You don’t have to be a chef to create your own recipes, and you don’t have to be a bartender to dream up your own cocktail creations. But it helps to have the imagination of a liberal arts major married to an engineer’s love of tinkering.
It also helps to have good ingredients at the bar as well as in the pantry and refrigerator.
For example, I was recently given samples of Purely Syrup’s premixed simple syrup — a staple of bartenders — that was lightly flavored with ginger. A few days later, I received two samples of Martin Miller’s gin, one the standard 80 proof and the other 90 proof.
The proximity of the deliveries of the simple syrup and the gin convinced me to try the two of them together, but I knew I would need at least a third ingredient. When it comes to cocktails, I like to think like an Italian cook — stick with a few ingredients so that each will be identifiable even in a blend.
For the third ingredient, I had recently tried a recipe for halibut prepared in a harissa bouillon that required Meyer lemons. I had a few left over, so here was the perfect opportunity to use them up as well.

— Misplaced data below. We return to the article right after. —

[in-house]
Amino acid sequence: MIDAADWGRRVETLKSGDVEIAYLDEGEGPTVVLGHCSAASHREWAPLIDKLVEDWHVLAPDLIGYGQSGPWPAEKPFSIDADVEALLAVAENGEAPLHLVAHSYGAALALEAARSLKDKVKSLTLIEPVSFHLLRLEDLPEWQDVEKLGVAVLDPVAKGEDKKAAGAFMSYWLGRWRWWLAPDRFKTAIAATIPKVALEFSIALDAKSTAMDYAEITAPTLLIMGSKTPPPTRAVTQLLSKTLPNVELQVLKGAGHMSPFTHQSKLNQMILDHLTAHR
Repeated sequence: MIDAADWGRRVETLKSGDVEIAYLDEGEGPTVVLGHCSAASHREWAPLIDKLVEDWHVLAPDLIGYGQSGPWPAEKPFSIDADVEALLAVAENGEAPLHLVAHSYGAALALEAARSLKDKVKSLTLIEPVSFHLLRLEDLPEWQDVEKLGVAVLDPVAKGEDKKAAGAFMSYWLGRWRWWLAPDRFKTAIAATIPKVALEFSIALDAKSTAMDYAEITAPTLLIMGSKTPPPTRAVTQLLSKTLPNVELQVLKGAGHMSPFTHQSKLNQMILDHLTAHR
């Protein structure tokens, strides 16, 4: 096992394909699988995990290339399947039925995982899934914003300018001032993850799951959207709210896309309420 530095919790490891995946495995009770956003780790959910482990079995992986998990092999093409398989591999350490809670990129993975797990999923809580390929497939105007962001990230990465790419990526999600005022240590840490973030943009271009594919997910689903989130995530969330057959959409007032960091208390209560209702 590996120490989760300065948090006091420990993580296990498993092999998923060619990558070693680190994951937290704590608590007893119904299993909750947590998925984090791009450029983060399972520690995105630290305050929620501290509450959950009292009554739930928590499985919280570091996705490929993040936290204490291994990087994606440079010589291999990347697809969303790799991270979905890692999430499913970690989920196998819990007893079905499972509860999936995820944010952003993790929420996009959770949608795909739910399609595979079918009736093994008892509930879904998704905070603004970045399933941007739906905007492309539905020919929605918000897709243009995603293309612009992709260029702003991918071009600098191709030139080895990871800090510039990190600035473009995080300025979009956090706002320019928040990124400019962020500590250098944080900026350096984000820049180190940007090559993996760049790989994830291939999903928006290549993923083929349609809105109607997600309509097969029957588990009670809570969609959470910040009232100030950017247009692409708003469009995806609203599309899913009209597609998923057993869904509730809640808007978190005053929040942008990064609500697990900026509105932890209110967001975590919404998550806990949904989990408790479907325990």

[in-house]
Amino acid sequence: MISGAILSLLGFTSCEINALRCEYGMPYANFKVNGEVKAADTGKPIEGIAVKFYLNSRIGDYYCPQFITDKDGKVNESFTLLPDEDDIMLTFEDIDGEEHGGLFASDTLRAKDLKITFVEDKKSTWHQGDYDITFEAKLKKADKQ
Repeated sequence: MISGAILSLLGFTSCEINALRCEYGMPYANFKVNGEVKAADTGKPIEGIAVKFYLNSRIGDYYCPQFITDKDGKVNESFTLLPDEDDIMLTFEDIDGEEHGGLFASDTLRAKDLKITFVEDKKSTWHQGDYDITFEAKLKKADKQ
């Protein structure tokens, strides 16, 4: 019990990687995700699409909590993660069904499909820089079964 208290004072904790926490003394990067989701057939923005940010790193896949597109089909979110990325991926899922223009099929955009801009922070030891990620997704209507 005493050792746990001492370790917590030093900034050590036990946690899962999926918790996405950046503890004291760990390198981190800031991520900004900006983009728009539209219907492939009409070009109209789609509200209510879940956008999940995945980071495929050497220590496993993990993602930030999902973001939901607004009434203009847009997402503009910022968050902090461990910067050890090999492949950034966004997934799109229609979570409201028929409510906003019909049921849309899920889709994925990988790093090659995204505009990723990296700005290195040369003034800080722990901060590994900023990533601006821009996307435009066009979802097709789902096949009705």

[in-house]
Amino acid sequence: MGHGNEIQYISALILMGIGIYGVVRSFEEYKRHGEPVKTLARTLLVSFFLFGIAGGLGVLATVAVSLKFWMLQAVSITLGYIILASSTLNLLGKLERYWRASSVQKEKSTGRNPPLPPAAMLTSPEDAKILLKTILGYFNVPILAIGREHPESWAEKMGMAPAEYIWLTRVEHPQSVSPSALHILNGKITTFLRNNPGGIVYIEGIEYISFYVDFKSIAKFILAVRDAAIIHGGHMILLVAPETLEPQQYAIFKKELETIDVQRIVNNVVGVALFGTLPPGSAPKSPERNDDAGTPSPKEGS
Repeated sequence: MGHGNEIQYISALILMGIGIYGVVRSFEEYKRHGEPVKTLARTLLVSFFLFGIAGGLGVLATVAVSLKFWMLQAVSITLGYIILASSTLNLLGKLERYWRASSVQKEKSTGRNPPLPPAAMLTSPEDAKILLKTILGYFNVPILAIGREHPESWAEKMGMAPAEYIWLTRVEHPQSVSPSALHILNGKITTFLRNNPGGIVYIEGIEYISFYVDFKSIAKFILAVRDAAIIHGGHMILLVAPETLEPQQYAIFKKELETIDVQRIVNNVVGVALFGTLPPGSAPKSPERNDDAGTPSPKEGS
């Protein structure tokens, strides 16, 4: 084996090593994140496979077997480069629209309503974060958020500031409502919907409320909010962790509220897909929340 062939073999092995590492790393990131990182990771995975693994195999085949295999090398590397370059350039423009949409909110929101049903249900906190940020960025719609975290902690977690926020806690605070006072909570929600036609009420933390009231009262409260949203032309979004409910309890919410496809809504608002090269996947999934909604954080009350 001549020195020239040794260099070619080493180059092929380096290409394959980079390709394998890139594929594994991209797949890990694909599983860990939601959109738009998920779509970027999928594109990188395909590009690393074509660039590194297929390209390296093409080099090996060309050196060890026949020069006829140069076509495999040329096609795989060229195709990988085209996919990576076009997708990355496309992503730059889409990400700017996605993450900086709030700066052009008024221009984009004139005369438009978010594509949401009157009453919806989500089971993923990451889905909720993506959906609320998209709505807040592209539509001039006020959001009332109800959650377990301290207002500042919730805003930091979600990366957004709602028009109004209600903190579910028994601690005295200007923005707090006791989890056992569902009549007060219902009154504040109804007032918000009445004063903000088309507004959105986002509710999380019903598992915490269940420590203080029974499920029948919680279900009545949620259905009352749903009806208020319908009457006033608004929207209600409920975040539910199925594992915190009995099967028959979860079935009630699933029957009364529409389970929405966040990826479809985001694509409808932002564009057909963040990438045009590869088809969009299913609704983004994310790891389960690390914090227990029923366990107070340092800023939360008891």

I started by squeezing a couple of the lemons to test their flavor and acidity. Then I tasted the Purely Syrup — rounded sweet, not too much ginger flavor, and no bite. Finally, the gin. I love Martin Miller’s because it doesn’t hit you over the head with a juniper branch, and it has a great glycerol mouth feel — not fat, but lightly sweet.
Even though the ingredients in both are the same, the 90 proof seemed to accentuate the citrus notes more. If I wore cologne, I would have a small bottle of Martin Miller’s London Dry next to my basin to slap on my face and perhaps to gargle with each morning. I next worked on proportions until I found a formula that fit my palate. Finally, I added a couple of ice cubes and a splash of soda — something sparkly but less flavorful than tonic water.
I fixed a glass for my wife — the gin judge in the family — for her comments. “I love the flavors, but it’s a little too puckery for me,” she said. “I would cut the lemon in half.” I like pucker, so I ignored her and downed the drink.
Now I needed a name for my new creation. Some people like to name their cocktails the way rock bands like to use nonsensical fronts for themselves — Dumb Turtle or Marjorie’s Complaint. I prefer to name the drinks the way most horses are named, taking something from the sire and something from the dam.
I finally decided on “The Ginger Miller,” which worked in gin, ginger, and Miller’s. A few pages of Google convinced me it was a somewhat original name for a cocktail as well as providing me an inspiration to dedicate it to the several women who bear the name.
(For more on Purely Syrup’s products, go to www.purelysyrup.com. Martin Miller’s gins are imported by Kindred Spirits of North America.)